ARTS & LEISURE

Terrence Malick’s “The Tree of Life” gets the Palme d’Or

This was expected, and not because Robert De Niro, an American, who headed the jury, was expected to pick a co-national as the winner of the coveted prize, and also not because one of the candidates, Lars von Trier’s much commented upon “pro-Hitler” slippage. And also not since last year, Mallick, although much awaited, couldn’t bring his film to last year’s Cannes. And, finally, not because The Dardennes were bypassed in favour of the ultimate winner.

“The Tree of Life” is in line with one of the thematic directions at this good an edition as Cannes 2011 was. Doubtlessly, it deserved to win the top Cannes honour. Its director, Terrence Malick, did neither attend the festival nor did he come to pick his prize, leaving that pleasure to one of the film’s producers. This film is equally the work of a cinematographer and of a philosopher of the end of the world. It is a grandiosely and poetically shaped proposal rooted in the history and geography of America, emotional and nostalgic, a modern sensibility nonetheless. It was held as the new Space Odyssey, as if to confer an aura to this Cannes edition celebrating four decades since the premiere of “A Clockwork Orange” by Stanley Kubrick, who opened the series of those searches for the universe that incorporates and surrounds our planet.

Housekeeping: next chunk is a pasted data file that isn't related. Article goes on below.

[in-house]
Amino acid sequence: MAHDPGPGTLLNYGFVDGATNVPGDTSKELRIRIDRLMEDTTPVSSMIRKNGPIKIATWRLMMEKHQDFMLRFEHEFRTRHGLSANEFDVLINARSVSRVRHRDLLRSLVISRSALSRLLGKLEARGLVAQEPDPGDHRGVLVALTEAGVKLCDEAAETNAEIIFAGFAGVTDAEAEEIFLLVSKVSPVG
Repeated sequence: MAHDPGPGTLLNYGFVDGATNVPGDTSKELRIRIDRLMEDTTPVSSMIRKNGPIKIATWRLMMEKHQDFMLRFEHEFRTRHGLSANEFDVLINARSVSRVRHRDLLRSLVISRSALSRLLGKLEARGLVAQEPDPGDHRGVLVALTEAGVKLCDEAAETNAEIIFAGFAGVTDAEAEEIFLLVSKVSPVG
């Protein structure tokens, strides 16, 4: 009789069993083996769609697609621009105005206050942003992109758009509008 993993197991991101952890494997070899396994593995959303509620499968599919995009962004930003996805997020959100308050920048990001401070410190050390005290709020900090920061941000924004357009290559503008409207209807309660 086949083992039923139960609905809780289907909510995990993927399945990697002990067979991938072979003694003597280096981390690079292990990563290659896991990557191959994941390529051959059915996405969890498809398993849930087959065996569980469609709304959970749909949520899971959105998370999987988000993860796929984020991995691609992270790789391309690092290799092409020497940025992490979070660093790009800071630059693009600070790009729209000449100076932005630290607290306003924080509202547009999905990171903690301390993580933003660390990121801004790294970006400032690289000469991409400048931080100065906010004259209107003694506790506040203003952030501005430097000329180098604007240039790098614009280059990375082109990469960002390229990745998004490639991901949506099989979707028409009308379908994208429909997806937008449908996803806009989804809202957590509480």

However, one should also think of Lars von Trier’s sadness that his film, “Melancholia”, not a bad movie by any count, only got the Best Actress Award, who went to Kirsten Dust, an American too. One of the very last entries in the festival, “The Artist”, directed by Michel Hazanavicius, too, grabbed attention, thanks to the Best Actor Award won by Jean Dujardin.

The Cannes Grand Prix went to Bir Zamanlar’s “Once Upon A Time in Anatolia”, and “Le gamin au velo” directed by brothers Jean-Pierre and Luc Dardennes, who have already won plenty of prizes at Cannes.

Nicolas Winding Refn was handed the Best Director Prize, while Maiwenn Le Besco received the Jury Award for the much contested, and praised at the same time, “Polisse”.

We can conclude this was a good edition of Cannes. Un Certain Regard section too showed some interesting films, among which “Loverboy”, a film by Romanian Director Catalin Mitulescu, although some said the film was no news really. However, the way the Romanian director tells the story has a certain novelty element that can’t be denied. In the same section, it is worth noting the return of the Russian cinematography, with themes that once helped it made a name for itself.

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